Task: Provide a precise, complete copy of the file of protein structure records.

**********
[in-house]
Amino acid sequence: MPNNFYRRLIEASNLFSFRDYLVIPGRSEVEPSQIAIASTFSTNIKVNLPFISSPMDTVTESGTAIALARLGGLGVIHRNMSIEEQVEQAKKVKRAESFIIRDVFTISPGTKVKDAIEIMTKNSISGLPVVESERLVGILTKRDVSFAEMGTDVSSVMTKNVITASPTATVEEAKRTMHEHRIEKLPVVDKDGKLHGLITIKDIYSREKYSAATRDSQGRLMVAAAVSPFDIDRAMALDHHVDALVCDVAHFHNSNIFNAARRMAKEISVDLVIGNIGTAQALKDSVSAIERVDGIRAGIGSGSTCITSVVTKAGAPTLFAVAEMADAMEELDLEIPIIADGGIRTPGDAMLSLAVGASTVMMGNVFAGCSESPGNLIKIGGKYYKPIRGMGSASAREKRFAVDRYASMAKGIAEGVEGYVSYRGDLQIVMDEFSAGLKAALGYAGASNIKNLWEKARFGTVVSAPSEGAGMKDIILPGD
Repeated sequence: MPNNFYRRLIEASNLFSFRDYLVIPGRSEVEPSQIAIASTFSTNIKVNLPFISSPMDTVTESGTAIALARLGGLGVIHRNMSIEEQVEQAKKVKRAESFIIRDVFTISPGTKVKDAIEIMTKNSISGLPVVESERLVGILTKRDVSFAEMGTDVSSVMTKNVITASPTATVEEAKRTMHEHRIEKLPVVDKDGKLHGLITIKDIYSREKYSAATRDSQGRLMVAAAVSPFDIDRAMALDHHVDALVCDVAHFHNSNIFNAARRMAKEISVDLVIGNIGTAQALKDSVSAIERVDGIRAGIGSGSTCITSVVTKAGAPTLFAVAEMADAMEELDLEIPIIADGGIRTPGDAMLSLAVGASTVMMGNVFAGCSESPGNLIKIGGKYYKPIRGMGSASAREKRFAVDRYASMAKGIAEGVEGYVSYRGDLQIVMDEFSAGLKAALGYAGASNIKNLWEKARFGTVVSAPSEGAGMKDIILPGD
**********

[in-house]
Amino acid sequence: MPNNFYRRLIEASNLFSFRDYLVIPGRSEVEPSQIAIASTFSTNIKVNLPFISSPMDTVTESGTAIALARLGGLGVIHRNMSIEEQVEQAKKVKRAESFIIRDVFTISPGTKVKDAIEIMTKNSISGLPVVESERLVGILTKRDVSFAEMGTDVSSVMTKNVITASPTATVEEAKRTMHEHRIEKLPVVDKDGKLHGLITIKDIYSREKYSAATRDSQGRLMVAAAVSPFDIDRAMALDHHVDALVCDVAHFHNSNIFNAARRMAKEISVDLVIGNIGTAQALKDSVSAIERVDGIRAGIGSGSTCITSVVTKAGAPTLFAVAEMADAMEELDLEIPIIADGGIRTPGDAMLSLAVGASTVMMGNVFAGCSESPGNLIKIGGKYYKPIRGMGSASAREKRFAVDRYASMAKGIAEGVEGYVSYRGDLQIVMDEFSAGLKAALGYAGASNIKNLWEKARFGTVVSAPSEGAGMKDIILPGD
Repeated sequence: MPNNFYRRLIEASNLFSFRDYLVIPGRSEVEPSQIAIASTFSTNIKVNLPFISSPMDTVTESGTAIALARLGGLGVIHRNMSIEEQVEQAKKVKRAESFIIRDVFTISPGTKVKDAIEIMTKNSISGLPVVESERLVGILTKRDVSFAEMGTDVSSVMTKNVITASPTATVEEAKRTMHEHRIEKLPVVDKDGKLHGLITIKDIYSREKYSAATRDSQGRLMVAAAVSPFDIDRAMALDHHVDALVCDVAHFHNSNIFNAARRMAKEISVDLVIGNIGTAQALKDSVSAIERVDGIRAGIGSGSTCITSVVTKAGAPTLFAVAEMADAMEELDLEIPIIADGGIRTPGDAMLSLAVGASTVMMGNVFAGCSESPGNLIKIGGKYYKPIRGMGSASAREKRFAVDRYASMAKGIAEGVEGYVSYRGDLQIVMDEFSAGLKAALGYAGASNIKNLWEKARFGTVVSAPSEGAGMKDIILPGD